One thing I learned early on is that, as far as publishers are concerned, titles don’t have to mean anything. They don’t have to reflect the story, or a cool plot twist. SUDDEN DEATH is fairly interchangeable with most suspense novels. It’s a great title (I picked it, so I’ll admit I’m pretty partial to it,) but it still is rather generic. THE HUNT was another of my own titles, and certainly reflects the story–the killer is “hunting” his prey in the Montana wilderness, and the heroine is “hunting” the killer. It has a dual meaning. KILLING FEAR, another of my own titles, has a double meaning as well. The heroine is fearful after walking in on her dead roommate in the dark six years before. She has to combat that fear–kill it–in order to survive by the end of the book. And it also relates to the villain who has no real emotions, including fear. CUTTING EDGE also has a double meaning, since the killer uses a knife and the first target is the scientist heading up a cutting edge technology company.
The titles for the first two Seven Deadly Sins books are: ORIGINAL SIN and CARNAL SIN. I am thrilled with the titles because they not only convey the sin involved (envy and lust respectively), but most people will have an instant, visceral reaction to the title. They will know what it means, they (hopefully) will be intrigued enough to pick it up.
ORIGINAL SIN works on multiple levels. One meaning of “original” is “first” and this is the first book in the series. “Original Sin” is when Adam and Eve fell from grace by eating from the tree of the knowledge of good and evil. Eve was lured into sin by the serpent, who represents jealousy as it’s suggested by many theologians that the serpent was jealous of humans because God appeared to favor them over all other of His creations. Envy itself is the one sin that has no personal gratification–in lust, one has physical satisfaction; in greed, one gains wealth and means; in gluttony, one enjoys good food and drink. But envy seeks to deny the object of the envy something that the envious can not have himself. It’s the only sin that derives pleasure from the destruction of another person.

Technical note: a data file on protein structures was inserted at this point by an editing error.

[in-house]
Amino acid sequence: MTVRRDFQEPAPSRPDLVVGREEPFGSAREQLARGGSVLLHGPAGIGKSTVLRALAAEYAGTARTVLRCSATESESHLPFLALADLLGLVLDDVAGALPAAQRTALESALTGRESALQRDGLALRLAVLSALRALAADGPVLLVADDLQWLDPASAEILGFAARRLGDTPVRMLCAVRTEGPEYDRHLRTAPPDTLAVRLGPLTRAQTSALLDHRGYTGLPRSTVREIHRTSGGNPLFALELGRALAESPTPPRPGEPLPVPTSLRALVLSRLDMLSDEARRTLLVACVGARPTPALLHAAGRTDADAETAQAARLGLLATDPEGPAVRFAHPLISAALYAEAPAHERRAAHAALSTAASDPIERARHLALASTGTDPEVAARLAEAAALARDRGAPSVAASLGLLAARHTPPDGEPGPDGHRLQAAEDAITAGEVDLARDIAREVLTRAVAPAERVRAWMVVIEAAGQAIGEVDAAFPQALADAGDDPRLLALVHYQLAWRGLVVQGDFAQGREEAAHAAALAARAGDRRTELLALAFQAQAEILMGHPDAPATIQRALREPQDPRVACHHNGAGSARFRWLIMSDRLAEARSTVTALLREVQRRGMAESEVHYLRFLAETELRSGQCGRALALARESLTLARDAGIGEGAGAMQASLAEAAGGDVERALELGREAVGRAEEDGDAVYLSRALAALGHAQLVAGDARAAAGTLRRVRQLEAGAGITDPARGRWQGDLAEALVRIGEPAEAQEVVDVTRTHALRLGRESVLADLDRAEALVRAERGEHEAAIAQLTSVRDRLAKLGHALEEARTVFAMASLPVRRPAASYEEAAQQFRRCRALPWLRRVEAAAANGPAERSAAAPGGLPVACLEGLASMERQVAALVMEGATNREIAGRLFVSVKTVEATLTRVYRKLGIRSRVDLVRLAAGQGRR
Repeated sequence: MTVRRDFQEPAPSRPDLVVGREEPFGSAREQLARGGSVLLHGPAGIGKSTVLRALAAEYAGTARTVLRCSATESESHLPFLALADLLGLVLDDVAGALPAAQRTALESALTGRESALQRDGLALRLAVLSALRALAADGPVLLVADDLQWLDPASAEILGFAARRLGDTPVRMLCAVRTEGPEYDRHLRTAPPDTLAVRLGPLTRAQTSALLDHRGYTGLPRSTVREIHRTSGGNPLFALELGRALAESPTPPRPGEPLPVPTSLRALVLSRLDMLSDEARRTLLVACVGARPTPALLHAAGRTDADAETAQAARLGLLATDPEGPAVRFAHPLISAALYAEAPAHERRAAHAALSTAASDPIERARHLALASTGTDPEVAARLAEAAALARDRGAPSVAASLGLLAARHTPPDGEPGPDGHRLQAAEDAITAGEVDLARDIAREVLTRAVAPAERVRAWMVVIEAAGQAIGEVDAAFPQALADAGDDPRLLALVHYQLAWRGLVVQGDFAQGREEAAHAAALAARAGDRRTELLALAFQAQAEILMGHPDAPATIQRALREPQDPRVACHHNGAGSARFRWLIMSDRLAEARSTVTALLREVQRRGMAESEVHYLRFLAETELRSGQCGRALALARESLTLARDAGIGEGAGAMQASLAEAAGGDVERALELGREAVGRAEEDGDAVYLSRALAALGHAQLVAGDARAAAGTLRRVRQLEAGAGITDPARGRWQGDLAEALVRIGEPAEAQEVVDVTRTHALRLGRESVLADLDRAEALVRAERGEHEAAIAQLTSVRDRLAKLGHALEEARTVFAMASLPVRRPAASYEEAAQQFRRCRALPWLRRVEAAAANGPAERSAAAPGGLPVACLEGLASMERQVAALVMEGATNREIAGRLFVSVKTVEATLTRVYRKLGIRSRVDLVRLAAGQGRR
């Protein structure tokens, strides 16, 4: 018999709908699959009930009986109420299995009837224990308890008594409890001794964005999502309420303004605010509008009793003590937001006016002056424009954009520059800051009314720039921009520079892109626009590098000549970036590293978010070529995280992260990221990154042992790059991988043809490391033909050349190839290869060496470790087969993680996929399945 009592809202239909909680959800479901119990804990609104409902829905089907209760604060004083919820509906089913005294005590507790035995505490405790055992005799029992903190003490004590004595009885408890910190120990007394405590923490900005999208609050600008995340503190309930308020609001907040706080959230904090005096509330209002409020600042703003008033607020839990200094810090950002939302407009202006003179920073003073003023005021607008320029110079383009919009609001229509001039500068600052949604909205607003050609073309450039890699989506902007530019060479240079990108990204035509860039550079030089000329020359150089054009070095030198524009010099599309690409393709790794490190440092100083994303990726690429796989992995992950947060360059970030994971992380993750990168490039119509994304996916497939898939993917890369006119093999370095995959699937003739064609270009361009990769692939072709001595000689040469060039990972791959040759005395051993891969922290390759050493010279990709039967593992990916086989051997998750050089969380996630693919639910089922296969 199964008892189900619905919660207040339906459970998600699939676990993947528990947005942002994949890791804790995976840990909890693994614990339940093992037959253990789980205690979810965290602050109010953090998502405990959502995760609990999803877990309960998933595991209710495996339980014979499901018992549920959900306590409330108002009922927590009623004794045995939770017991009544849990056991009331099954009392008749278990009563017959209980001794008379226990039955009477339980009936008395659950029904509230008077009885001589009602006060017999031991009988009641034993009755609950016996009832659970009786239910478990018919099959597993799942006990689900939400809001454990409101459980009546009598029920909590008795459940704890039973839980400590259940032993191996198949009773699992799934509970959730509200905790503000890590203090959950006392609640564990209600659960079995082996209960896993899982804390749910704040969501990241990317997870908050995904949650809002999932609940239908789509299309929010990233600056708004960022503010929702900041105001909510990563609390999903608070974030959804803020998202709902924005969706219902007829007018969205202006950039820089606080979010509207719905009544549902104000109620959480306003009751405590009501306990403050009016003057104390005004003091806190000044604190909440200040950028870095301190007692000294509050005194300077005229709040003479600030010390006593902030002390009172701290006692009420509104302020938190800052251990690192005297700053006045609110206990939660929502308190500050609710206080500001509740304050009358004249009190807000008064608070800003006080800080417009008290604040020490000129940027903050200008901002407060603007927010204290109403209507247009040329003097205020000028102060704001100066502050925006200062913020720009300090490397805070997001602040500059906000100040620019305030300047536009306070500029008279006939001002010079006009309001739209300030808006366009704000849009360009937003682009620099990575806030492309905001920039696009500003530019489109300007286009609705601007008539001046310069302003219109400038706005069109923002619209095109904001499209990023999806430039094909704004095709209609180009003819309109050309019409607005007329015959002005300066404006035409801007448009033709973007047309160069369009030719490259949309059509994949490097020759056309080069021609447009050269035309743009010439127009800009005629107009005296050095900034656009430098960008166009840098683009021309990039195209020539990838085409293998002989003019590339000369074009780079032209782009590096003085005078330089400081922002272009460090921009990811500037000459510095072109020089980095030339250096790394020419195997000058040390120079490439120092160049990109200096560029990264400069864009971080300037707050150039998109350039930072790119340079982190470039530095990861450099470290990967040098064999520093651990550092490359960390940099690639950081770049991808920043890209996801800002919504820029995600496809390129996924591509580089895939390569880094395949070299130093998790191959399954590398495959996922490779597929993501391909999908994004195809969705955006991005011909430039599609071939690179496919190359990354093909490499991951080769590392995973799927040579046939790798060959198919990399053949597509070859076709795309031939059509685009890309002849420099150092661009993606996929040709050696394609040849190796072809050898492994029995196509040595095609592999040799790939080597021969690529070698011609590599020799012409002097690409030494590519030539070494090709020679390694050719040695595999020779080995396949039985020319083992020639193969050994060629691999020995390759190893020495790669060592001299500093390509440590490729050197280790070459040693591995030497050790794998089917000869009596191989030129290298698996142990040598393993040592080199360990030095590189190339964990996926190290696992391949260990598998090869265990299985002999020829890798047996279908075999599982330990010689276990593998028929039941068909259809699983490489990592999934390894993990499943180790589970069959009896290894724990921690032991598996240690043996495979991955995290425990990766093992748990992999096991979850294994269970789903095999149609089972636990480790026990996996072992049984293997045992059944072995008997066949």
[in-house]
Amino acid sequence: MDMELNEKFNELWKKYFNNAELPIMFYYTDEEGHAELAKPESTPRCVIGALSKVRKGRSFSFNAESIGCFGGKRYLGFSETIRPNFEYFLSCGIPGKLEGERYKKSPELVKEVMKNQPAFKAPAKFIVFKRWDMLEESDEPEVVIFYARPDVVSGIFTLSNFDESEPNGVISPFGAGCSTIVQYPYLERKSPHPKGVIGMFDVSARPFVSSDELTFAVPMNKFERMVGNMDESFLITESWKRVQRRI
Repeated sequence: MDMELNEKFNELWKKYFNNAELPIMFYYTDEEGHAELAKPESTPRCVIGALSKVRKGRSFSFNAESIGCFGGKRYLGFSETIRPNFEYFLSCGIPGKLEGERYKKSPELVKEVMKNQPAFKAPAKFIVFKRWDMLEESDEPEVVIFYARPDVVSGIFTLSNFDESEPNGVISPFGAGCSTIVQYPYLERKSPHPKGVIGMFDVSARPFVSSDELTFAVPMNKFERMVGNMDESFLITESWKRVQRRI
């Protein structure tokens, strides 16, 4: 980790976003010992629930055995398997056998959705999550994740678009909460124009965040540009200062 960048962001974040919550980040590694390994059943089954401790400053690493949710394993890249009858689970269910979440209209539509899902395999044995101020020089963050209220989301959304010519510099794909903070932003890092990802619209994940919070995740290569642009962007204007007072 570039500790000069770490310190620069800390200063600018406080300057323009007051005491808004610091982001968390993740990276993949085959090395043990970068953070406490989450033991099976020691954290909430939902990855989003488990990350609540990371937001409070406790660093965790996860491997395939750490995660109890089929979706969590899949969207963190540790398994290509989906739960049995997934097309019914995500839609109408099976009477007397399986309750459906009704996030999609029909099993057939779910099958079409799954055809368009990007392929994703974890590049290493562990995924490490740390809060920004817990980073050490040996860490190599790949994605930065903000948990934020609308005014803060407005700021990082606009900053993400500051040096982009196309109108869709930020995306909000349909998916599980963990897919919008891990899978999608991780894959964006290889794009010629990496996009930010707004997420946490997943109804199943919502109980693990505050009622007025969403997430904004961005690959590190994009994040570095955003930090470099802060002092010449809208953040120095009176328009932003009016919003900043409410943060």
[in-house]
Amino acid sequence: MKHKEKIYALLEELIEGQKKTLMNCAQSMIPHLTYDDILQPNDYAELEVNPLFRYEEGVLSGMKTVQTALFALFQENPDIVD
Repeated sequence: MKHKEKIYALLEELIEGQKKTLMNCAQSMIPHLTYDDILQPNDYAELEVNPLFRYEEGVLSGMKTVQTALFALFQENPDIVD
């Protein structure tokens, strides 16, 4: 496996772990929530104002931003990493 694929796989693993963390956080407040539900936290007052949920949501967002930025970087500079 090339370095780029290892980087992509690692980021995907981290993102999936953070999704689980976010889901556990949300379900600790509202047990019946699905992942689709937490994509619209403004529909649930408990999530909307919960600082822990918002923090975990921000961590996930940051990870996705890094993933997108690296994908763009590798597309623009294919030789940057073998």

Envy is the primary reason that the villain releases the Seven Deadly Sins from Hell. She is envious of the youth and beauty of others; envious of power. She wants it for herself, but the only way to get it is to destroy.
So you can see why I was thrilled with ORIGINAL SIN as a title.
Our own Toni McGee Causey has had a major re-packaging of her Bobbie Faye series, and for the better.
First, I do LOVE her original title BOBBIE FAYE’S VERY (very, very, very) BAD DAY. It fits the book brilliantly and tells the reader what to expect–the story of Bobbie Faye’s bad day, and because of the parenthesis, you know that it’s going to be humorous. But as we’ve learned, titles don’t mean much of anything, right? They need to go with the packaging. And the packaging needs to tell the reader what to expect.